Ilankai Tamil Sangam

Association of Tamils of Sri Lanka in the USA

Images of the Divine

South and Southeast Asian Sculpture from the Mr. and Mrs. John D. Rockefeller 3rd Collection at the Asia Society, 725 Park Avenue, New York City

July 1 - January 8

Tuesday thru Sunday, 11:00 am to 6:00 pm; closed Mondays and major holidays

Cost: $10 adults; $7 seniors citizens; $5 students with ID. Free for members and persons under 16.

Tel: 212-517-ASIA


This exhibition focuses on the Hindu and Buddhist sculptural imagery of South and Southeast Asia. Hinduism and Buddhism both originated in India and spread across these regions through the sacred language of Sanskrit, creating ties that began as early as the first century C.E.



India, Tamil Nadu
Chola period, early 11th century
Copper alloy
H. 35 in. (88.9 cm)

In the early period, Indian immigrants brought Hinduism and Buddhism with them to Nepal, while traders, missionaries, and scholars from India and Sri Lanka introduced these belief systems and their imagery to kingdoms of Southeast Asia. These include the countries that we know today as Indonesia, Thailand, Myanmar (Burma), and Cambodia. In Southeast Asia it is likely that local rulers first invited learned Indian Brahmans to court. These scholars imbued royal rituals and ceremonies with their knowledge and helped to legitimize the rulerís power. By the seventh century both Indian and Chinese forms of Buddhism had been known and practiced in Tibet, although it was not until the eighth century that Tibetan rulers adopted Buddhism as the state religion.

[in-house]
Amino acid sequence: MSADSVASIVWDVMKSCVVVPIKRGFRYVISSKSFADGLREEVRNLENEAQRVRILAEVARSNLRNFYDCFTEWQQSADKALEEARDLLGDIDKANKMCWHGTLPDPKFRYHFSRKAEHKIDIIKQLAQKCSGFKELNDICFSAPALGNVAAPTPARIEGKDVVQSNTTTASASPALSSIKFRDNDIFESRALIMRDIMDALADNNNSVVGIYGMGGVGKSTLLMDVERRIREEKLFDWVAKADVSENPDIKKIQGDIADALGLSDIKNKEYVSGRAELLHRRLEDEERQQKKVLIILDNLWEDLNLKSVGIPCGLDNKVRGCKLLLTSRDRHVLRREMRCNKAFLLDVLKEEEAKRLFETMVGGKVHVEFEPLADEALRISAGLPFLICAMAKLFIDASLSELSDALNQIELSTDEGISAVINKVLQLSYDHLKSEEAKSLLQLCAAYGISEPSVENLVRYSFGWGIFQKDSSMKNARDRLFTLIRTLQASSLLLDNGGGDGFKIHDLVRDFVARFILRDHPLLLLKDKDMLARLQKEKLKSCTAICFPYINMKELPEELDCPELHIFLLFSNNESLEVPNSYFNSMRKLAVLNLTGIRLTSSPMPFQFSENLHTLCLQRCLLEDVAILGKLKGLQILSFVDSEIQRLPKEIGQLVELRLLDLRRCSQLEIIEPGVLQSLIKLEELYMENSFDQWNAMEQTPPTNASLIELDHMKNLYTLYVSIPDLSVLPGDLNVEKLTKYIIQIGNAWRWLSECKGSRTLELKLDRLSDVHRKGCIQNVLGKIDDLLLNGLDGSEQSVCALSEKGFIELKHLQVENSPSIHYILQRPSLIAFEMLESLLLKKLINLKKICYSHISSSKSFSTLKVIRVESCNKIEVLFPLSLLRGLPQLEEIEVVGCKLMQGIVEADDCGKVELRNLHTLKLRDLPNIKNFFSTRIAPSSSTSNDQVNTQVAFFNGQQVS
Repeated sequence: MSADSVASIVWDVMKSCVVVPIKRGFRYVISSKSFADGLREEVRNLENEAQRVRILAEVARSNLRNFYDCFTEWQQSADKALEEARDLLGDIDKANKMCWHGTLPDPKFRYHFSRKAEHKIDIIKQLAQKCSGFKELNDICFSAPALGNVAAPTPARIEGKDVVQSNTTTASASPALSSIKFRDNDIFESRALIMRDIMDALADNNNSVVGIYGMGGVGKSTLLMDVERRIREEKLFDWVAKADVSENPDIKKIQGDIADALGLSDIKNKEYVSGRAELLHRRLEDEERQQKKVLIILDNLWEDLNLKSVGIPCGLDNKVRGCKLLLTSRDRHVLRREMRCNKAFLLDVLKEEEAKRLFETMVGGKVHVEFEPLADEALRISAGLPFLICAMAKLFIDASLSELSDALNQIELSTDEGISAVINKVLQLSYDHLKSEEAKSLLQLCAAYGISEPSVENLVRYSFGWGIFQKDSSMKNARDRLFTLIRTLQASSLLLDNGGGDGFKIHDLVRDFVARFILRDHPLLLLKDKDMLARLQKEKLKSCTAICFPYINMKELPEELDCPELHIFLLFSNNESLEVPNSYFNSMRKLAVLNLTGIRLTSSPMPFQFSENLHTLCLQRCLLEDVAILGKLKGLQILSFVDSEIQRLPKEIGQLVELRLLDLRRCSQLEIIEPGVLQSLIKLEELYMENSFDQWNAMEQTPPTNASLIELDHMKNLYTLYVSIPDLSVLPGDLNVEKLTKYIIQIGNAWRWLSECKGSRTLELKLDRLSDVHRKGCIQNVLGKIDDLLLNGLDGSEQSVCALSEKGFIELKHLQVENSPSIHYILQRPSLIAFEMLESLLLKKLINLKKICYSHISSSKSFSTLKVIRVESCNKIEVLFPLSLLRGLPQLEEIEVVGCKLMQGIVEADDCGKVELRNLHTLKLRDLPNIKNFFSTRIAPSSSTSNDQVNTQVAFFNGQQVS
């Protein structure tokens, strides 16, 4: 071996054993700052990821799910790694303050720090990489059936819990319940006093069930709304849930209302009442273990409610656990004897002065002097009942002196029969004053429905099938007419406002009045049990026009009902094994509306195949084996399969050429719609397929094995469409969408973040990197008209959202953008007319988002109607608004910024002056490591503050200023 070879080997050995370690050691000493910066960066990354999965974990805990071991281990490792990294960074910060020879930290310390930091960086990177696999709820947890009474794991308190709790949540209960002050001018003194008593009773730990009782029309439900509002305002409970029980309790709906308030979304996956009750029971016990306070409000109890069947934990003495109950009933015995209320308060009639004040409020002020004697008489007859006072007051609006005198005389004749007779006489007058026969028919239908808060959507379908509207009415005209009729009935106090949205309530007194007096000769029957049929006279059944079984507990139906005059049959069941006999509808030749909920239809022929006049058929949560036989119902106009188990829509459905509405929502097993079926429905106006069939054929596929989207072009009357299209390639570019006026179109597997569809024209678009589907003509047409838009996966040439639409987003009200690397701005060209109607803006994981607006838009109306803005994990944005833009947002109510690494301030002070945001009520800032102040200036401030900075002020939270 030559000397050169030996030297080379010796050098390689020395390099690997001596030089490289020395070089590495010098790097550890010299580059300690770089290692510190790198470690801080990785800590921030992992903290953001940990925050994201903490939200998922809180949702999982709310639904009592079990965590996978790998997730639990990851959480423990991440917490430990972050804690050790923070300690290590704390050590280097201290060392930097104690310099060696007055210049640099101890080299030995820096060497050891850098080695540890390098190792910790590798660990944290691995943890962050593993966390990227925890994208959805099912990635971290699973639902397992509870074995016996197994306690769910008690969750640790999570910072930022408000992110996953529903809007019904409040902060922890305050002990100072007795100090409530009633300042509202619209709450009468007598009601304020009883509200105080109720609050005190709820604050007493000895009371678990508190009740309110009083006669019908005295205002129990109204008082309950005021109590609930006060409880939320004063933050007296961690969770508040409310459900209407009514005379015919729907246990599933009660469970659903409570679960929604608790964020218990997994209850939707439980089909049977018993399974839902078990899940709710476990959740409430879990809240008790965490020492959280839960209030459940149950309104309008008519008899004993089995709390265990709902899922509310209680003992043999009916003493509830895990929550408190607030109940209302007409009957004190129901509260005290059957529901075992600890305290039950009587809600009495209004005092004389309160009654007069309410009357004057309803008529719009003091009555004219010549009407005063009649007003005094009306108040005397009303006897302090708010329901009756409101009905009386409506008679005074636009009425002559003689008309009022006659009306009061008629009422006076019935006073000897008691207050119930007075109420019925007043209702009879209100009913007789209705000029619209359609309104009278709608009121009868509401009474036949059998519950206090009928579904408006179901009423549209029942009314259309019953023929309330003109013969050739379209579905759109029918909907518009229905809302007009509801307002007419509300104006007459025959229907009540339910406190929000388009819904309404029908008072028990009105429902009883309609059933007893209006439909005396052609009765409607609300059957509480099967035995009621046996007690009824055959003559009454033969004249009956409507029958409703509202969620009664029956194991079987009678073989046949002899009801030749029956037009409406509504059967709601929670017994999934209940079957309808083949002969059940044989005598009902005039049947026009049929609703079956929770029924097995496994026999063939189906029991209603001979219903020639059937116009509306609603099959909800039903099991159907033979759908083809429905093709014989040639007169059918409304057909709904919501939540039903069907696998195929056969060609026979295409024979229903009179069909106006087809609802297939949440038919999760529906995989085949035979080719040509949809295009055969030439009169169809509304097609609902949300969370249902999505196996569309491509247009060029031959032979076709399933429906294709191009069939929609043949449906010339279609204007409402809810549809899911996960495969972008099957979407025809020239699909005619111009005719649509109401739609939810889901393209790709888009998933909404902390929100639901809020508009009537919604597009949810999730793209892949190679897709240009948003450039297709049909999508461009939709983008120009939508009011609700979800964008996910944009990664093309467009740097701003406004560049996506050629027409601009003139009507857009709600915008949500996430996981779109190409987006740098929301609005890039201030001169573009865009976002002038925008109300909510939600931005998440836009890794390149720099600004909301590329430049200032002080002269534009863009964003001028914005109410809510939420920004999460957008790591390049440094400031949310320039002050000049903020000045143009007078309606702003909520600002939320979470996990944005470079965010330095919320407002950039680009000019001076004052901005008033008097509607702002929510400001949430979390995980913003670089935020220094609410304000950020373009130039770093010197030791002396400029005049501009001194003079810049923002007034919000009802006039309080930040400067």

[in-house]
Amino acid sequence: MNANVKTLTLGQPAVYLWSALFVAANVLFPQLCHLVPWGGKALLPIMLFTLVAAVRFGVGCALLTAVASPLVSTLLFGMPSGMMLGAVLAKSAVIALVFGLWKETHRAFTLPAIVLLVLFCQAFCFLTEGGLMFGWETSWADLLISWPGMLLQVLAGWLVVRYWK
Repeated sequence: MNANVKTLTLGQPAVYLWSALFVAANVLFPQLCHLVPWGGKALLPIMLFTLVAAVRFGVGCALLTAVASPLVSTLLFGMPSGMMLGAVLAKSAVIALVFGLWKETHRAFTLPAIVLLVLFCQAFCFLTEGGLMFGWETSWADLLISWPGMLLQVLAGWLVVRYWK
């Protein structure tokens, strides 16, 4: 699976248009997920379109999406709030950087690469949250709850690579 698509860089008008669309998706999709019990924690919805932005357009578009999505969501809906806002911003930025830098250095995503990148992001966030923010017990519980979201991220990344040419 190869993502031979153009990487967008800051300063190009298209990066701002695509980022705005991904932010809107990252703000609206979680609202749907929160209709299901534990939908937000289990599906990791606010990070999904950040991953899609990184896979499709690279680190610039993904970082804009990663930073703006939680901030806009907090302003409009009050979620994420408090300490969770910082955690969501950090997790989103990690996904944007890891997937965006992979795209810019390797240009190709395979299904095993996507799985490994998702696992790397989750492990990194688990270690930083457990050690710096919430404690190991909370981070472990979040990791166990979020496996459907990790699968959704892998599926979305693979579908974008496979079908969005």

Blended with indigenous beliefs, aspects of Indian Hinduism and Buddhism were incorporated in the art and architecture. Even in kingdoms where one of these belief systems came to dominate, deities from the other religions also found an important place. Often the same artist made sculptures for both religions. Moreover, the Buddhist and Hindu rulers of Southeast Asia frequently asserted their power by constructing a capital city with a temple at the center, providing a state setting for religious representation. Geographic and political ties among Hindu and Buddhist kingdoms led to further cultural and artistic exchange.

Here is another essay which may be of interest, on 'Devotional Images in Hinduism':



Posted August 5, 2005